Quick start

In this section, we will instanciate an SCA composite: helloworld inside the FraSCAti FScript interactive console to discover navigation elements (nodes, axis) with a concrete example.

Launching the interactive console

In order to issue FPath queries and see their results, we will use the interactive console application provided in the FraSCAti FScript module. The console is actually just a normal client application which uses the Java APIs provided by FScript, the same way your applications can. (If your goal is to use FPath and/or FScript from your Java programs, first read FScript tutorials).

To start the console application, go to the FraSCAti FScript module directory, and issue the following command:

% mvn -P console
FScript console.

Useful commands:
- type ':help' for a list of available commands
- type ':help <cmd>' for detailed help on a specific command
- type ':quit' to exit FScript>

You should be greeted by the FraSCAti FScript console's prompt. As you can see from the welcome message, the console understands a few commands like :help and :quit. These are not part of the FPath language, but special commands to control the console application itself. We'll explain a few of these in this tutorial, but you can enter :help at the prompt to get a complete list.

Creating the example application

In this tutorial, we will use the helloworld rmi application. The helloworld-rmi-standolone composite is composed of 2 composites : the client and the server. The server provides a service allowing to display "Hello World" with a prefix defined by an SCA property.

Before we can create an instance of HelloWorld to play with, we need to add the JAR to the console's classpath. You can add a new entry to the console's classpath using the :classpath_add console command:

FScript> :classpath_add file:///full/path/to/helloworld-rmi-server.jar
Classpath updated.
FScript> :classpath_add file:///full/path/to/helloworld-rmi-client.jar
Classpath updated.
FScript> :classpath_add file:///full/path/to/frascati-debug.jar
Classpath updated.


You can find helloworld-rmi*.jar in the examples/helloworld-rmi folder and the frascati-debug.jar file in the lib (or intents/debug) folder.

The argument passed to the command can be any URL which Java understands. For local files, use a file:// URL. Now that all the required code and composite definitions are available, we can create an instance of the HelloWorld composite:

FScript> c = sca-new('path/to/helloworld-rmi-standalone');
=> #<scacomponent: helloworld-rmi-standalone>
Success (took 524 ms).

This command invokes the sca-new() primitive operation with the name of the SCA composite definition to instantiate, and stores the result in a variable named c.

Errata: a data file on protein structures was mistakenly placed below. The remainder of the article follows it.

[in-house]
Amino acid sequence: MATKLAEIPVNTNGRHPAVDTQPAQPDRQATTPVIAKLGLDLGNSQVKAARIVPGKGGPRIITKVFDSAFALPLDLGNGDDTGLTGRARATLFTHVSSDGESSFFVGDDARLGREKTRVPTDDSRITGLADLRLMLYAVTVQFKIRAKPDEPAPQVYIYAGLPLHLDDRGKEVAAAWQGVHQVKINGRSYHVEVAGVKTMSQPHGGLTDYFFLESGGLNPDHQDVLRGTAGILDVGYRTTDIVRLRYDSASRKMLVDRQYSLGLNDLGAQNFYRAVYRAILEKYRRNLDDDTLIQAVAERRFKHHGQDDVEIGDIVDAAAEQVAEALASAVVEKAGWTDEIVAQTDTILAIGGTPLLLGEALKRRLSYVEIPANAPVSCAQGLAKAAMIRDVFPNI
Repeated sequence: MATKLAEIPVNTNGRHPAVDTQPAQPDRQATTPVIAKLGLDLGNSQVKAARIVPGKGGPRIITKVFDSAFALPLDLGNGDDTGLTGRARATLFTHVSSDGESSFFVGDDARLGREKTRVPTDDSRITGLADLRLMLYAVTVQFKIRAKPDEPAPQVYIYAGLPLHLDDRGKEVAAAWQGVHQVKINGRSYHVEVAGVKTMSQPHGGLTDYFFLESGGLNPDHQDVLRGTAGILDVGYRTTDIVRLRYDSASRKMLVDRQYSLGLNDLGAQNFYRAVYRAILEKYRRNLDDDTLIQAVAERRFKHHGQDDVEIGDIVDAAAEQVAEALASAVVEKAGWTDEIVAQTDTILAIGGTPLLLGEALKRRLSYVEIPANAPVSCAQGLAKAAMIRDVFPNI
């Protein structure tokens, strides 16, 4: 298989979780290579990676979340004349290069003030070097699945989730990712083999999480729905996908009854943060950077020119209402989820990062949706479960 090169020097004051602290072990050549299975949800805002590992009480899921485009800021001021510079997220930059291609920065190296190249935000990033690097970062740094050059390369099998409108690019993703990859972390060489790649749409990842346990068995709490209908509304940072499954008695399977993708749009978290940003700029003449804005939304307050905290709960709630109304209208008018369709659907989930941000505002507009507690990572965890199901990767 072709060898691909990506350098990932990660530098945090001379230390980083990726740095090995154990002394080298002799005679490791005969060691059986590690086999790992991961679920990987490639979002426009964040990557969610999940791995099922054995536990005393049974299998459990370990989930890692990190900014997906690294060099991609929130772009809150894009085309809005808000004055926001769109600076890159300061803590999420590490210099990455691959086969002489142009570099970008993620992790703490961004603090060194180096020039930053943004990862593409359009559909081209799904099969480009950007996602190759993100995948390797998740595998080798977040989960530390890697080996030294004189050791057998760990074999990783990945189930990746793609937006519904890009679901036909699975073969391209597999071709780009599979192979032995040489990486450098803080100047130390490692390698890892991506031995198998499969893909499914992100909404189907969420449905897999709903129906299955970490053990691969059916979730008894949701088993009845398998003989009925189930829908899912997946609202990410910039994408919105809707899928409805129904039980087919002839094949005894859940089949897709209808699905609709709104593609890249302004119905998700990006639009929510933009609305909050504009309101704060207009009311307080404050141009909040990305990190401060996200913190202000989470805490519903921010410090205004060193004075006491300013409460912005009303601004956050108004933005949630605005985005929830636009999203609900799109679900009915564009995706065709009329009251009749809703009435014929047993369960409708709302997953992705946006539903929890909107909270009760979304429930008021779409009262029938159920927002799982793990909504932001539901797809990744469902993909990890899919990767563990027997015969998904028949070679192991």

Note that this line is actually not an FPath expression, but an FScript statement. The difference is that FPath expressions can not have any side-effect: they can't modify the target architecture (only introspect them), and they can't even bind new variables. Once it has executed the statement above, creating a new instance of HelloWorld, the console tells us how much time it took, and prints the value of the statement. In this case, the value is #<scacomponent: helloworld-rmi-standalone>, which denotes a single SCA component node named helloworld-rmi-standalone. FPath uses a generic notion of node to represent all the elements in a software architecture. Different architectural models may define different kinds of nodes, depending on the concepts they use. For example in the case of SCA, there are following kinds of nodes: scacomponent nodes (representing the SCA components/composites themselves), scaservice and scareference nodes (their interfaces), scaproperty nodes (representing the configuration properties defined by the component), scaintent nodes (policies defined on services/references), scabinding nodes (components representing either the stub or the skeleton used to import/export interfaces).


SCA Component node

We now have everything set up correctly to actually issue FPath queries to introspect HelloWorld. The first thing we can try is to look a the variable we have just defined above. To get the value of a variable, simply prefix its name with a dollar sign ($):

FScript> $c
=> #<scacomponent: helloworld-rmi-standalone>

This is a node which represents the top-level component of the HelloWorld application, the helloworld-rmi-standalone composite. Each kind of node in FPath defined a set of named properties, which have primitive values: strings, numbers, booleans, etc. In the case of SCA, the component nodes have two properties: a name, and a state. We can get the values of these properties by using the function of the same name:

FScript> name($c)
=> "helloworld-rmi-standalone"
FScript> state($c)

SCA service node

In addition of the interface node defined in the fractal model, an scaservice node is defined to follow the SCA semantic.

FScript> $c/scaservice::*
=> a node-set with 2 element(s):
#<scaservice: helloworld-rmi-standalone.r>   #<scaservice: helloworld-rmi-standalone.rbis>